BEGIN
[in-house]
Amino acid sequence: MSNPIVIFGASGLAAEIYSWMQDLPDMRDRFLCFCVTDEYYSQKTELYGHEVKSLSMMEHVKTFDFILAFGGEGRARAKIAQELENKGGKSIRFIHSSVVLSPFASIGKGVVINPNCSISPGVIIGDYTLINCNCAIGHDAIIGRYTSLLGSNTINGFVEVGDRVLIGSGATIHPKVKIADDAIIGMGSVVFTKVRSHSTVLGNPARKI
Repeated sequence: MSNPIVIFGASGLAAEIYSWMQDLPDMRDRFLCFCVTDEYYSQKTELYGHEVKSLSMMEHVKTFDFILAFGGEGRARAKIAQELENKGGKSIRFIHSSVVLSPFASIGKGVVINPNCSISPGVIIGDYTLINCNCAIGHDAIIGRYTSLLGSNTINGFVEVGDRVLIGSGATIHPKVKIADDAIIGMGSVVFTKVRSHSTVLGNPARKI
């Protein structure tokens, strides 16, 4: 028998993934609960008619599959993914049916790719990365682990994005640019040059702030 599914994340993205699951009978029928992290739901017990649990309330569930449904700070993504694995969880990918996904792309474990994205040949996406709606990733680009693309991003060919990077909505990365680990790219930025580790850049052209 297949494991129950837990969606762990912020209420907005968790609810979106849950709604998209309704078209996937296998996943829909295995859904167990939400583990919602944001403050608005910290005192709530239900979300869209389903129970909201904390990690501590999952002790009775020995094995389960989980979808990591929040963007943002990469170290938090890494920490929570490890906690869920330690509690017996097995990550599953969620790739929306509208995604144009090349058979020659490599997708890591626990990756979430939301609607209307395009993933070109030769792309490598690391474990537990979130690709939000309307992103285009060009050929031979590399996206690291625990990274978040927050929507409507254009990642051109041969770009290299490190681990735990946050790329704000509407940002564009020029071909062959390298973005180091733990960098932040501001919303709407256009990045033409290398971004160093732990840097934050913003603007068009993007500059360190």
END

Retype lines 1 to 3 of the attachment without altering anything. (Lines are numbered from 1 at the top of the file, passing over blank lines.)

[in-house]
Amino acid sequence: MSNPIVIFGASGLAAEIYSWMQDLPDMRDRFLCFCVTDEYYSQKTELYGHEVKSLSMMEHVKTFDFILAFGGEGRARAKIAQELENKGGKSIRFIHSSVVLSPFASIGKGVVINPNCSISPGVIIGDYTLINCNCAIGHDAIIGRYTSLLGSNTINGFVEVGDRVLIGSGATIHPKVKIADDAIIGMGSVVFTKVRSHSTVLGNPARKI
Repeated sequence: MSNPIVIFGASGLAAEIYSWMQDLPDMRDRFLCFCVTDEYYSQKTELYGHEVKSLSMMEHVKTFDFILAFGGEGRARAKIAQELENKGGKSIRFIHSSVVLSPFASIGKGVVINPNCSISPGVIIGDYTLINCNCAIGHDAIIGRYTSLLGSNTINGFVEVGDRVLIGSGATIHPKVKIADDAIIGMGSVVFTKVRSHSTVLGNPARKI